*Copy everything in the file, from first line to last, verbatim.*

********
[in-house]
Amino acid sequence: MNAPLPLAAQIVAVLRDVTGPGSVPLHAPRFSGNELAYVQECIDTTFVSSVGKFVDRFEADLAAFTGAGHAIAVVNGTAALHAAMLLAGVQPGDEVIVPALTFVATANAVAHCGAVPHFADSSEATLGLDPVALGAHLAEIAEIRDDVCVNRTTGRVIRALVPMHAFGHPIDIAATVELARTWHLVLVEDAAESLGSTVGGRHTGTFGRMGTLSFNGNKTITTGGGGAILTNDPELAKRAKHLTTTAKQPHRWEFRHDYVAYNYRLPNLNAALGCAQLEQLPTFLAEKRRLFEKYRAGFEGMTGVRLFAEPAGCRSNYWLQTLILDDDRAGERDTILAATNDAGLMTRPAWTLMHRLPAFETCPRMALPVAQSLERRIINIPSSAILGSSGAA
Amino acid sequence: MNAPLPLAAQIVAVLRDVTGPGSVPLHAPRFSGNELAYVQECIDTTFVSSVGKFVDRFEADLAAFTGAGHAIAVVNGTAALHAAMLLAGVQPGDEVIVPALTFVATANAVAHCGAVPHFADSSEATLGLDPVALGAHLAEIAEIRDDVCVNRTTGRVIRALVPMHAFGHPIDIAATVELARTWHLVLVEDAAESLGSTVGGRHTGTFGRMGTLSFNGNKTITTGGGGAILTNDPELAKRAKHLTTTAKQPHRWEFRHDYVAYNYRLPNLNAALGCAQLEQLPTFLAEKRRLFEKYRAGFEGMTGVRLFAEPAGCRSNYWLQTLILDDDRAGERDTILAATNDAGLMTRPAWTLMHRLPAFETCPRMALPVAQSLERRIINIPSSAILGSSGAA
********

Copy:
[in-house]
Amino acid sequence: MNAPLPLAAQIVAVLRDVTGPGSVPLHAPRFSGNELAYVQECIDTTFVSSVGKFVDRFEADLAAFTGAGHAIAVVNGTAALHAAMLLAGVQPGDEVIVPALTFVATANAVAHCGAVPHFADSSEATLGLDPVALGAHLAEIAEIRDDVCVNRTTGRVIRALVPMHAFGHPIDIAATVELARTWHLVLVEDAAESLGSTVGGRHTGTFGRMGTLSFNGNKTITTGGGGAILTNDPELAKRAKHLTTTAKQPHRWEFRHDYVAYNYRLPNLNAALGCAQLEQLPTFLAEKRRLFEKYRAGFEGMTGVRLFAEPAGCRSNYWLQTLILDDDRAGERDTILAATNDAGLMTRPAWTLMHRLPAFETCPRMALPVAQSLERRIINIPSSAILGSSGAA
Amino acid sequence: MNAPLPLAAQIVAVLRDVTGPGSVPLHAPRFSGNELAYVQECIDTTFVSSVGKFVDRFEADLAAFTGAGHAIAVVNGTAALHAAMLLAGVQPGDEVIVPALTFVATANAVAHCGAVPHFADSSEATLGLDPVALGAHLAEIAEIRDDVCVNRTTGRVIRALVPMHAFGHPIDIAATVELARTWHLVLVEDAAESLGSTVGGRHTGTFGRMGTLSFNGNKTITTGGGGAILTNDPELAKRAKHLTTTAKQPHRWEFRHDYVAYNYRLPNLNAALGCAQLEQLPTFLAEKRRLFEKYRAGFEGMTGVRLFAEPAGCRSNYWLQTLILDDDRAGERDTILAATNDAGLMTRPAWTLMHRLPAFETCPRMALPVAQSLERRIINIPSSAILGSSGAA